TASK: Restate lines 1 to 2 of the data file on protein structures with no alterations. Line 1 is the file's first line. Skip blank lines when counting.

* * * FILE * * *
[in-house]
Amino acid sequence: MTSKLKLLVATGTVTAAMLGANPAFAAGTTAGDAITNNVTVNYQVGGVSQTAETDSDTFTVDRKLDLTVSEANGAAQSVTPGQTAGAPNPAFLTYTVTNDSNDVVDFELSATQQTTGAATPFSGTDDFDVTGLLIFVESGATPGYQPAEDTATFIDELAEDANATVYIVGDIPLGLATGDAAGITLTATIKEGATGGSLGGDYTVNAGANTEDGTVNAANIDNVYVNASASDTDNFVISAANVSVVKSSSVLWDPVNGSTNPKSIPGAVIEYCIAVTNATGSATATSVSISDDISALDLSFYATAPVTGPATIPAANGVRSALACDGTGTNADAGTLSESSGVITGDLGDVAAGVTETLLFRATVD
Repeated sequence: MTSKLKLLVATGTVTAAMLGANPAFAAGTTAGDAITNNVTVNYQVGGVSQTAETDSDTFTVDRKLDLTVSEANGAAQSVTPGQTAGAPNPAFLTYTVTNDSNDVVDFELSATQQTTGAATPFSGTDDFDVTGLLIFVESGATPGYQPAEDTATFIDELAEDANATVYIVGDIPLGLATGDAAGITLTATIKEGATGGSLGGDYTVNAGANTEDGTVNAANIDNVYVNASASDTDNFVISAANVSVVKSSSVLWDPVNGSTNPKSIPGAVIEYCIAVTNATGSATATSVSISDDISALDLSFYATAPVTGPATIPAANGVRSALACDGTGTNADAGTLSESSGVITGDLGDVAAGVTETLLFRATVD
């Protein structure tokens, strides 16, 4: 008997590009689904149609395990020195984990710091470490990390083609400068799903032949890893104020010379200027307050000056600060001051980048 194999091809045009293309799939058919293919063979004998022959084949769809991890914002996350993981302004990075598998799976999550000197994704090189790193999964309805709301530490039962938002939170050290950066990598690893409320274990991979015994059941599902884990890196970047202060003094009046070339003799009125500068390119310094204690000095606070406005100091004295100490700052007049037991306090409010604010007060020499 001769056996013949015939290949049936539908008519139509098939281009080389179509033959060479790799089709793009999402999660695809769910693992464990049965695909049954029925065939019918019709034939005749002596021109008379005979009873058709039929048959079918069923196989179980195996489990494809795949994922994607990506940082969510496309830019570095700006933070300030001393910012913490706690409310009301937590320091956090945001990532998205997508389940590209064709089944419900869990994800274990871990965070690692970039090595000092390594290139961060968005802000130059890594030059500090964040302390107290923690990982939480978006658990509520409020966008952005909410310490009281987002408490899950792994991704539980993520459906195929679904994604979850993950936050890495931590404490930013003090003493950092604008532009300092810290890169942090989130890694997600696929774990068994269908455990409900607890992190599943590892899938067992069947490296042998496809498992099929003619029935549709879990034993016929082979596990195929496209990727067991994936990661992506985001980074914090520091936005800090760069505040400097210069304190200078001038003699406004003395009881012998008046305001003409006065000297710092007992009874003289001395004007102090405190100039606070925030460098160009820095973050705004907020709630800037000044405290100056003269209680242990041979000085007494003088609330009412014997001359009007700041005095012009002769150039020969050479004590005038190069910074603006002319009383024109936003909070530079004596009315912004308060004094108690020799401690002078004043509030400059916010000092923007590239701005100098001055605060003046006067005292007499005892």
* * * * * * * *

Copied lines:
[in-house]
Amino acid sequence: MTSKLKLLVATGTVTAAMLGANPAFAAGTTAGDAITNNVTVNYQVGGVSQTAETDSDTFTVDRKLDLTVSEANGAAQSVTPGQTAGAPNPAFLTYTVTNDSNDVVDFELSATQQTTGAATPFSGTDDFDVTGLLIFVESGATPGYQPAEDTATFIDELAEDANATVYIVGDIPLGLATGDAAGITLTATIKEGATGGSLGGDYTVNAGANTEDGTVNAANIDNVYVNASASDTDNFVISAANVSVVKSSSVLWDPVNGSTNPKSIPGAVIEYCIAVTNATGSATATSVSISDDISALDLSFYATAPVTGPATIPAANGVRSALACDGTGTNADAGTLSESSGVITGDLGDVAAGVTETLLFRATVD